When the U.S. military published want ads seeking female pilots in 1942, Jocelyn Moore Evernham answered the call.
Evernham was already taking flying lessons in Fort Worth, Texas, when she noticed Uncle Sam’s ad in the newspaper and immediately signed up. Out of more than 25,000 women, Evernham was one of only 1,074 who became Women Airforce Service Pilots.
After six months of training, Evernham reported to Gardner Field in California. Because women were not allowed to fly into battle, Evernham conducted test flights and transported military personnel to U.S. bases. She logged more than 260 flight hours piloting AT-6s, B-26Cs, BT-13s, PT-19s and UC-78s.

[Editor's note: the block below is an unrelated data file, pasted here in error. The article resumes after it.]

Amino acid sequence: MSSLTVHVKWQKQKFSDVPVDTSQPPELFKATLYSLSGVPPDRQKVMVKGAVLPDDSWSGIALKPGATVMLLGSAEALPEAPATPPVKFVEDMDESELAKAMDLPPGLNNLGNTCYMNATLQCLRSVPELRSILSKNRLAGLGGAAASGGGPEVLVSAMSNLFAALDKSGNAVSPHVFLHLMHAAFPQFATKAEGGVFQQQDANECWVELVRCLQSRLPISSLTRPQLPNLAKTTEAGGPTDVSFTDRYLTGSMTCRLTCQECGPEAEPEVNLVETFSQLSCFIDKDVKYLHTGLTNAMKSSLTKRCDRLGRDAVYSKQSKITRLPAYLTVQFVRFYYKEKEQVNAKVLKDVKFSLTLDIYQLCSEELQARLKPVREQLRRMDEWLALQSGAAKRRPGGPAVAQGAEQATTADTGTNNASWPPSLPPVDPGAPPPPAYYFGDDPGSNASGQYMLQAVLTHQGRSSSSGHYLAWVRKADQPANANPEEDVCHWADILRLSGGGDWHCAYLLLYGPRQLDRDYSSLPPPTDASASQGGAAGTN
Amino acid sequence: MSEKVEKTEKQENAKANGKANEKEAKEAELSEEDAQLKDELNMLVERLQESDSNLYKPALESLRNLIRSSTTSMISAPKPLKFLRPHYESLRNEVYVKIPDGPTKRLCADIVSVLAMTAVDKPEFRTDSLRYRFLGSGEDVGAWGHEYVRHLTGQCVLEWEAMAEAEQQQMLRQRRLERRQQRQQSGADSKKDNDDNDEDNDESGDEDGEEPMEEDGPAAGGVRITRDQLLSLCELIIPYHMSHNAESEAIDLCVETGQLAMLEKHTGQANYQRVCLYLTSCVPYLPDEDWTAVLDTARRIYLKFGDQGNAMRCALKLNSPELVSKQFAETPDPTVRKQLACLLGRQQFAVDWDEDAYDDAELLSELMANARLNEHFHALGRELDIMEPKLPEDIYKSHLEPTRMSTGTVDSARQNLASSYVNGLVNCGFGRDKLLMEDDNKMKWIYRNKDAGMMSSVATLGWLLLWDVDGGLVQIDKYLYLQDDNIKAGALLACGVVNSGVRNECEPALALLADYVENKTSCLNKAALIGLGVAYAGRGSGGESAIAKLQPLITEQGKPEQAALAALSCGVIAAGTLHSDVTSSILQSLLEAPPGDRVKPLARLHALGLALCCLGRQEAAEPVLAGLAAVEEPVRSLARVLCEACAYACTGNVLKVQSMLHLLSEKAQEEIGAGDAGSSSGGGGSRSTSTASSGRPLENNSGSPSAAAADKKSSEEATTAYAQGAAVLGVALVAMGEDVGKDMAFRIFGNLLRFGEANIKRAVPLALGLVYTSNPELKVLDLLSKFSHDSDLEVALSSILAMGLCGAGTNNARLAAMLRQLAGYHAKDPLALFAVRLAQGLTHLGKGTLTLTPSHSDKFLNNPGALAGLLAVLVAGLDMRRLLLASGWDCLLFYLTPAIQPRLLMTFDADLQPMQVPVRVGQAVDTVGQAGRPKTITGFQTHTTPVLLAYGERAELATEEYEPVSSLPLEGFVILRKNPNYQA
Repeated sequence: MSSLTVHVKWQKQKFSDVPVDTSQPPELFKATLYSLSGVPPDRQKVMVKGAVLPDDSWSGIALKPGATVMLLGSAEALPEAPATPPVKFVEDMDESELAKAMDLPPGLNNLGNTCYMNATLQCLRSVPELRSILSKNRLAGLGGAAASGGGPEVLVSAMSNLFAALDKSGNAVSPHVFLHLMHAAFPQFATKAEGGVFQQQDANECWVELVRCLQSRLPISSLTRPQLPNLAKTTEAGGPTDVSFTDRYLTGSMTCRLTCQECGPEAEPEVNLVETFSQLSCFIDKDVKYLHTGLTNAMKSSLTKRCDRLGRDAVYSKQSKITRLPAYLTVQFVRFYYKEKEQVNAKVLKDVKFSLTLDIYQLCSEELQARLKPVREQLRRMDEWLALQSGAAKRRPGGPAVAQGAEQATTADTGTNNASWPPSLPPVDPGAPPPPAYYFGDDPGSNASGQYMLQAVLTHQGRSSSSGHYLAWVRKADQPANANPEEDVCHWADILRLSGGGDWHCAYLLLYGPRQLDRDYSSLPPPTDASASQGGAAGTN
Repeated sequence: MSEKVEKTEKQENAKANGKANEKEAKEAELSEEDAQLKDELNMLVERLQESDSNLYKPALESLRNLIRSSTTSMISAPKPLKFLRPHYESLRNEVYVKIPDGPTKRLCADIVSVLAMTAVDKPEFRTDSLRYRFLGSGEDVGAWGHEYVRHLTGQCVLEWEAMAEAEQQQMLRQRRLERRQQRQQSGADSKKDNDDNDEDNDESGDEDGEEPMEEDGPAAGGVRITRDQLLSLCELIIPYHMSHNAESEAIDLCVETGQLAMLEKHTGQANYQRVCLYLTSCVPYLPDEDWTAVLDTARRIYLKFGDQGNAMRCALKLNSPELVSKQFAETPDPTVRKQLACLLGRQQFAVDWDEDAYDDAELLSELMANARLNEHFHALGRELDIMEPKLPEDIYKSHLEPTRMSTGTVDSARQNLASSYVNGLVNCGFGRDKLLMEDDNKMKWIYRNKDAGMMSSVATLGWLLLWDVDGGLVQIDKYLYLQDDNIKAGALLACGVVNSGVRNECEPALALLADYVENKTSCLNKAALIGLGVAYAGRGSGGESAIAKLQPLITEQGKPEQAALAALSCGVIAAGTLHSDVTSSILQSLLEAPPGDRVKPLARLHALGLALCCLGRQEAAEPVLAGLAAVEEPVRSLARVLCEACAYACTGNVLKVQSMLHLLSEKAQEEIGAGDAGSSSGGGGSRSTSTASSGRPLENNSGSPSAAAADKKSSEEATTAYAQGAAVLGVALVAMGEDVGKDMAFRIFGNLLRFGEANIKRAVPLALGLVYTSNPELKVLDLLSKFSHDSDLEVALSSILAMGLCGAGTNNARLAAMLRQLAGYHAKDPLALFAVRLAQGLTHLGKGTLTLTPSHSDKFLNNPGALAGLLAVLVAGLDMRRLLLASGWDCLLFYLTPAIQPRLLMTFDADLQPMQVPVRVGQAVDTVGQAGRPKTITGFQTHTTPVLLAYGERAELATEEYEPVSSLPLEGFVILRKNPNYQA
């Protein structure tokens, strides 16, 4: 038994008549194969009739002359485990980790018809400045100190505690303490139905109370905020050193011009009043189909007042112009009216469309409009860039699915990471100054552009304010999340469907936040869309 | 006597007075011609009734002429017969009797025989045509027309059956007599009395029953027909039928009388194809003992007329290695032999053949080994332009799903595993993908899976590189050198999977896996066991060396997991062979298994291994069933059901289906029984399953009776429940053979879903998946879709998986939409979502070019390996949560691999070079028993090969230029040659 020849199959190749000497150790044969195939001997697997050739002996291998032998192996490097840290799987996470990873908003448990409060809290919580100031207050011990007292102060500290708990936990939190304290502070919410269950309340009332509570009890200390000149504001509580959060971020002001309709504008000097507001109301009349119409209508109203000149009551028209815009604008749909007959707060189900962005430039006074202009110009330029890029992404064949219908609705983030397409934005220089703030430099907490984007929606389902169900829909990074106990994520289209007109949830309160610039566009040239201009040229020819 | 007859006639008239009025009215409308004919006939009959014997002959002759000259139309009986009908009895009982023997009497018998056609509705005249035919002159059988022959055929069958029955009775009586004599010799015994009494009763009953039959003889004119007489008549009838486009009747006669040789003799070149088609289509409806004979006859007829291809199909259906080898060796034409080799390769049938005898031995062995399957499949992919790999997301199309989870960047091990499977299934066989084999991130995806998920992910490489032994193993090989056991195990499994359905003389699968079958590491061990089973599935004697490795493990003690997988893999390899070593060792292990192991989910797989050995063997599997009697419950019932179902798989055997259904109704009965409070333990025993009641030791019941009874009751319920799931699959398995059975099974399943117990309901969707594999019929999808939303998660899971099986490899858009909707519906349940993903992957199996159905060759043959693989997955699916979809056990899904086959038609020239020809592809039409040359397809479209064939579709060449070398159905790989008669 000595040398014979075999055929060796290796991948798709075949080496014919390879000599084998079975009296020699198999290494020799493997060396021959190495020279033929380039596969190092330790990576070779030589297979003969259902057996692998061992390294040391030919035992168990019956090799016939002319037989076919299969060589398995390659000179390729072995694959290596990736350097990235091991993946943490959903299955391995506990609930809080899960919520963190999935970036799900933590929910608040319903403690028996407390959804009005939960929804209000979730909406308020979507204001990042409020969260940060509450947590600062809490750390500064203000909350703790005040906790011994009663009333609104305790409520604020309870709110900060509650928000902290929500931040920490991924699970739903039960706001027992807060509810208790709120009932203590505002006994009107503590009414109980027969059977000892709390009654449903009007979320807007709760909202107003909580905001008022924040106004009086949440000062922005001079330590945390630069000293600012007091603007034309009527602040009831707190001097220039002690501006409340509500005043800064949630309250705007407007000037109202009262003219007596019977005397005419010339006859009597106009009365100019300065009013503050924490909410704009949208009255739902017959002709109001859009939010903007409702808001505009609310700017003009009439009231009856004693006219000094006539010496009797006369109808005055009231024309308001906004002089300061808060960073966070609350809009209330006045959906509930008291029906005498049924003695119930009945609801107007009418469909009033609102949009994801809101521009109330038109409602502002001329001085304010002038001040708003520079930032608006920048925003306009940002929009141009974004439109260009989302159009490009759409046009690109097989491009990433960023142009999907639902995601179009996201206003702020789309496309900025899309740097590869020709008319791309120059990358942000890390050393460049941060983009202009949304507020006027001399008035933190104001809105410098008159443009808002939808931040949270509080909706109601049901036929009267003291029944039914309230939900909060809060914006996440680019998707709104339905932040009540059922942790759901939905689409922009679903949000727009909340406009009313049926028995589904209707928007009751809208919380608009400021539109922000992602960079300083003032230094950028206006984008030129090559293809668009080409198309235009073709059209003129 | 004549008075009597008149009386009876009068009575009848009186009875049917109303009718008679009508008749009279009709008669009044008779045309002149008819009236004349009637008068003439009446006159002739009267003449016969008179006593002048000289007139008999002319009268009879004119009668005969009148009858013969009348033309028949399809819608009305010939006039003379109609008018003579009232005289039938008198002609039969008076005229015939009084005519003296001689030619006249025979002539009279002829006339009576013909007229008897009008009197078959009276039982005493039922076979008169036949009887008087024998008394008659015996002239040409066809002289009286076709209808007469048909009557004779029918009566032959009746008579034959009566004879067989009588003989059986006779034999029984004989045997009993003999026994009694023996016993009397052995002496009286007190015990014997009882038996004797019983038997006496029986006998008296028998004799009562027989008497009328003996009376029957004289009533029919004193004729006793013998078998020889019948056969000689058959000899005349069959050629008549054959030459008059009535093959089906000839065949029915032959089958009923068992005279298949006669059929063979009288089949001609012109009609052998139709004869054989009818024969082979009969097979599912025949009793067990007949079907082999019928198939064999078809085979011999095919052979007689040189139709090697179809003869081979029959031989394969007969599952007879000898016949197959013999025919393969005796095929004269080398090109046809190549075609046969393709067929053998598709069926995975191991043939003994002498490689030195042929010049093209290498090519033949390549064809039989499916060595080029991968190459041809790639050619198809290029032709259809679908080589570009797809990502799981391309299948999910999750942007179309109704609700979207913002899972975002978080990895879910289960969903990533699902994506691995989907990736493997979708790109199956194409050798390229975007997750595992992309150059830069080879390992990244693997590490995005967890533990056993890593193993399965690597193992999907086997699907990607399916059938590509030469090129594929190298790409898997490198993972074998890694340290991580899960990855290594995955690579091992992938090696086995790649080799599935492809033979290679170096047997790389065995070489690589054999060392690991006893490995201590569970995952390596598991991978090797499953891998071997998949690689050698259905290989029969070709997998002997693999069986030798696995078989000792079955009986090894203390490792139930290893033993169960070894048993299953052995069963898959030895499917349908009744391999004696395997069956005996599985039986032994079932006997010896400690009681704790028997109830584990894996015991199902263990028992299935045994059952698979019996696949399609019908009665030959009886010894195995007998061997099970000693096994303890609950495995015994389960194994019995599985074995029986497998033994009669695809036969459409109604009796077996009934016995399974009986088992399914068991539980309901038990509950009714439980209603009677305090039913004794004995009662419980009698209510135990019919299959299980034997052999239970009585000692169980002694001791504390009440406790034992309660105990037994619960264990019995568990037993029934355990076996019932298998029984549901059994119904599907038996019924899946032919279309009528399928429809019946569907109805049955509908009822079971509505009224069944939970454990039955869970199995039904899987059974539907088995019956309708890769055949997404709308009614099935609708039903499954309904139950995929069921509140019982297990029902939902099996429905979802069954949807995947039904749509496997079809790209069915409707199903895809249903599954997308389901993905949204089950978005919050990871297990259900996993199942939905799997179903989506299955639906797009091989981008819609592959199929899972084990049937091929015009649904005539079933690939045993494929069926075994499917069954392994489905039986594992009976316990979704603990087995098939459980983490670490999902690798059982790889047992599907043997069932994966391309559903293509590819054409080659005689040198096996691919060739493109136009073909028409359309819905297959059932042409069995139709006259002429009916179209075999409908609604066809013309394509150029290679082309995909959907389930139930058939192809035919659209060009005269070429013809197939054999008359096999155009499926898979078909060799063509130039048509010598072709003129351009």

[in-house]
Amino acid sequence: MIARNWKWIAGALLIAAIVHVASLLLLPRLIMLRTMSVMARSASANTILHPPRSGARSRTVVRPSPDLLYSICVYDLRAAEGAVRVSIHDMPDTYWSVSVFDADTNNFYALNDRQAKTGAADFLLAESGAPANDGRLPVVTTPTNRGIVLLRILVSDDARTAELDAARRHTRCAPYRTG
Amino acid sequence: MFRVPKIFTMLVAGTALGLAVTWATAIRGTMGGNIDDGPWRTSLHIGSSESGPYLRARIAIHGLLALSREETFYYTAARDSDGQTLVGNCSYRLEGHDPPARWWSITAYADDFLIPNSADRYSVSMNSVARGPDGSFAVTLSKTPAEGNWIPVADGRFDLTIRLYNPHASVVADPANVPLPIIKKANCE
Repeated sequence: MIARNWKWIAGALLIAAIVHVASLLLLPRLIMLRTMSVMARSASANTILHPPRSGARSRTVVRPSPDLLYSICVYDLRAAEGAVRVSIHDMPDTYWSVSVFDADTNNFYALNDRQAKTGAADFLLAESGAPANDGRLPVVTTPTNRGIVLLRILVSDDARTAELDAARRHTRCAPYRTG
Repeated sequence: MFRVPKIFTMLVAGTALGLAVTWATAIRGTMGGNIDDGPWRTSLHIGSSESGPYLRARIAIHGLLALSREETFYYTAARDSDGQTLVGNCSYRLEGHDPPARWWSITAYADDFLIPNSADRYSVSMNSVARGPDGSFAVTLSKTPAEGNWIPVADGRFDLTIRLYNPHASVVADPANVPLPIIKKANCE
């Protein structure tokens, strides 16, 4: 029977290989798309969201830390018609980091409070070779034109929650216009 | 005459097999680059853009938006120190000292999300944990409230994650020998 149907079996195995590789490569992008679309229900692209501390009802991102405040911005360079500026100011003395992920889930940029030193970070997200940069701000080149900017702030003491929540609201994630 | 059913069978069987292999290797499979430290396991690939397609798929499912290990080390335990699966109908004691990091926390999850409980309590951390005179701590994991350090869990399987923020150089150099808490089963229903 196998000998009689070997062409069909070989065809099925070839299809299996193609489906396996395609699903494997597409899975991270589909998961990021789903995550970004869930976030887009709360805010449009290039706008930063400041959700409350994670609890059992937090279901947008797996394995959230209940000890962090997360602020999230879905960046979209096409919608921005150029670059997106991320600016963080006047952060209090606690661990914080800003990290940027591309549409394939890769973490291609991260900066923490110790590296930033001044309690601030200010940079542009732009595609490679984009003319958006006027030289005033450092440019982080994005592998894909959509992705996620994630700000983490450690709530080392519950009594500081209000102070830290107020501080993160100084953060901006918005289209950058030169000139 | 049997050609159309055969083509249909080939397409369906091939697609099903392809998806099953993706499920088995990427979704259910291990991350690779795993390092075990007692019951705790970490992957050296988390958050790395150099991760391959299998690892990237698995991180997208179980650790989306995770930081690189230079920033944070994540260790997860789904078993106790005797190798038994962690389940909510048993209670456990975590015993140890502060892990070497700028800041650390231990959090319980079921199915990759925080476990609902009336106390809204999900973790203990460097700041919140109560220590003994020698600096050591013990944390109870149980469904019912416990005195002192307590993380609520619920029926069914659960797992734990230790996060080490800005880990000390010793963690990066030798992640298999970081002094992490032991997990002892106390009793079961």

When the WASPs were deactivated in 1944, Evernham gave up flying and worked for the San Diego Unified School District. Fifty-three years later, Congress finally recognized the efforts of women in the military and extended veterans’ benefits to them.
The National Veterans’ Oral History Project videotaped Evernham’s story for posterity. Her memoirs will be completed by her daughter Lorraine, who is also a pilot.
Evernham died in July from complications of cancer. She was 91.